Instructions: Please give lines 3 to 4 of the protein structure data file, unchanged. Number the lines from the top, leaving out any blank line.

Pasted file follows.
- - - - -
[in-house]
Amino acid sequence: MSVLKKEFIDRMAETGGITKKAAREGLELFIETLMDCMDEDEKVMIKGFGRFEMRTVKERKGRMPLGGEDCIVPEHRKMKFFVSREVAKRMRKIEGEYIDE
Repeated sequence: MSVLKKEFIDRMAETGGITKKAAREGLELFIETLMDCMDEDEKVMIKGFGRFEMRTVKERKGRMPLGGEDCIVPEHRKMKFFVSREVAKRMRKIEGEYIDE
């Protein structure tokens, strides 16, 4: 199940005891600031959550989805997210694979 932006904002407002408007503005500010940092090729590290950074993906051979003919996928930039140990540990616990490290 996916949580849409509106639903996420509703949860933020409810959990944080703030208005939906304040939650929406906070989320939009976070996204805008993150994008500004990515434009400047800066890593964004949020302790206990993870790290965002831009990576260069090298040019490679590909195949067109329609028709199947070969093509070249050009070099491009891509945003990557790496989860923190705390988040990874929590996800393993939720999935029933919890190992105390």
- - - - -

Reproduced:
Repeated sequence: MSVLKKEFIDRMAETGGITKKAAREGLELFIETLMDCMDEDEKVMIKGFGRFEMRTVKERKGRMPLGGEDCIVPEHRKMKFFVSREVAKRMRKIEGEYIDE
């Protein structure tokens, strides 16, 4: 199940005891600031959550989805997210694979 932006904002407002408007503005500010940092090729590290950074993906051979003919996928930039140990540990616990490290 996916949580849409509106639903996420509703949860933020409810959990944080703030208005939906304040939650929406906070989320939009976070996204805008993150994008500004990515434009400047800066890593964004949020302790206990993870790290965002831009990576260069090298040019490679590909195949067109329609028709199947070969093509070249050009070099491009891509945003990557790496989860923190705390988040990874929590996800393993939720999935029933919890190992105390």